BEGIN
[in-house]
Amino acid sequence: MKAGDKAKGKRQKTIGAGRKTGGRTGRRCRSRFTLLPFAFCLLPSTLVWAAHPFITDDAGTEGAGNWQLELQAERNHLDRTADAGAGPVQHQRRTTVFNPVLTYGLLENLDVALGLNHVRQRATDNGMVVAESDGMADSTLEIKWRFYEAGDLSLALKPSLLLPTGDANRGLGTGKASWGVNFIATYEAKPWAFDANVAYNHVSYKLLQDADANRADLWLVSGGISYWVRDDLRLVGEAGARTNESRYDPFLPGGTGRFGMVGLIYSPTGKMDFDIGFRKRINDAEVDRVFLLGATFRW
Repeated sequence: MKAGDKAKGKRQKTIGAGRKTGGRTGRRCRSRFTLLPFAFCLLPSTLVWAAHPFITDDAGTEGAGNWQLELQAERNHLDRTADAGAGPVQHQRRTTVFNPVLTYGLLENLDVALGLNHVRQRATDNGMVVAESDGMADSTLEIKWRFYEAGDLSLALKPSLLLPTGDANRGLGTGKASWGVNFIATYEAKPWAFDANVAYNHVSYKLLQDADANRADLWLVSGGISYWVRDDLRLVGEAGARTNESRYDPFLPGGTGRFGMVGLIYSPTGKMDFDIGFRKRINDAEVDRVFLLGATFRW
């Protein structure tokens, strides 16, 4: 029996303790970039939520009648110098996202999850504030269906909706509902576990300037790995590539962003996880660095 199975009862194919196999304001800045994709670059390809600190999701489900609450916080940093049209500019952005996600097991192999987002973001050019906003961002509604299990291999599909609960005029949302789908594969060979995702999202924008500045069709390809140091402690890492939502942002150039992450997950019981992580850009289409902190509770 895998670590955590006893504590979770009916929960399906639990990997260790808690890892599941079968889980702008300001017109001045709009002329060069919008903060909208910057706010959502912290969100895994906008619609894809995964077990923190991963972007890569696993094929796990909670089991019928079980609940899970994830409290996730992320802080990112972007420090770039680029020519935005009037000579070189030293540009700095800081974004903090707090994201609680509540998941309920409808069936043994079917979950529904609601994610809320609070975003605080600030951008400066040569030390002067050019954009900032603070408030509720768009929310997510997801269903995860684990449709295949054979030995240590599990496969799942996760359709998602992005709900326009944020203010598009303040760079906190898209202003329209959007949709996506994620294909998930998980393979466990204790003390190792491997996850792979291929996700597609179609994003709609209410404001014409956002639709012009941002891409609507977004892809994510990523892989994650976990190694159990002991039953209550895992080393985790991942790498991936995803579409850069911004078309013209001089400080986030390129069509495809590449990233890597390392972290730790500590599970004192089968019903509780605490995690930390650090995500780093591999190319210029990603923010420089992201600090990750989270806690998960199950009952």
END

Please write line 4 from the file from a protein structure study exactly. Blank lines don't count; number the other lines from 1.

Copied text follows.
């Protein structure tokens, strides 16, 4: 029996303790970039939520009648110098996202999850504030269906909706509902576990300037790995590539962003996880660095 199975009862194919196999304001800045994709670059390809600190999701489900609450916080940093049209500019952005996600097991192999987002973001050019906003961002509604299990291999599909609960005029949302789908594969060979995702999202924008500045069709390809140091402690890492939502942002150039992450997950019981992580850009289409902190509770 895998670590955590006893504590979770009916929960399906639990990997260790808690890892599941079968889980702008300001017109001045709009002329060069919008903060909208910057706010959502912290969100895994906008619609894809995964077990923190991963972007890569696993094929796990909670089991019928079980609940899970994830409290996730992320802080990112972007420090770039680029020519935005009037000579070189030293540009700095800081974004903090707090994201609680509540998941309920409808069936043994079917979950529904609601994610809320609070975003605080600030951008400066040569030390002067050019954009900032603070408030509720768009929310997510997801269903995860684990449709295949054979030995240590599990496969799942996760359709998602992005709900326009944020203010598009303040760079906190898209202003329209959007949709996506994620294909998930998980393979466990204790003390190792491997996850792979291929996700597609179609994003709609209410404001014409956002639709012009941002891409609507977004892809994510990523892989994650976990190694159990002991039953209550895992080393985790991942790498991936995803579409850069911004078309013209001089400080986030390129069509495809590449990233890597390392972290730790500590599970004192089968019903509780605490995690930390650090995500780093591999190319210029990603923010420089992201600090990750989270806690998960199950009952």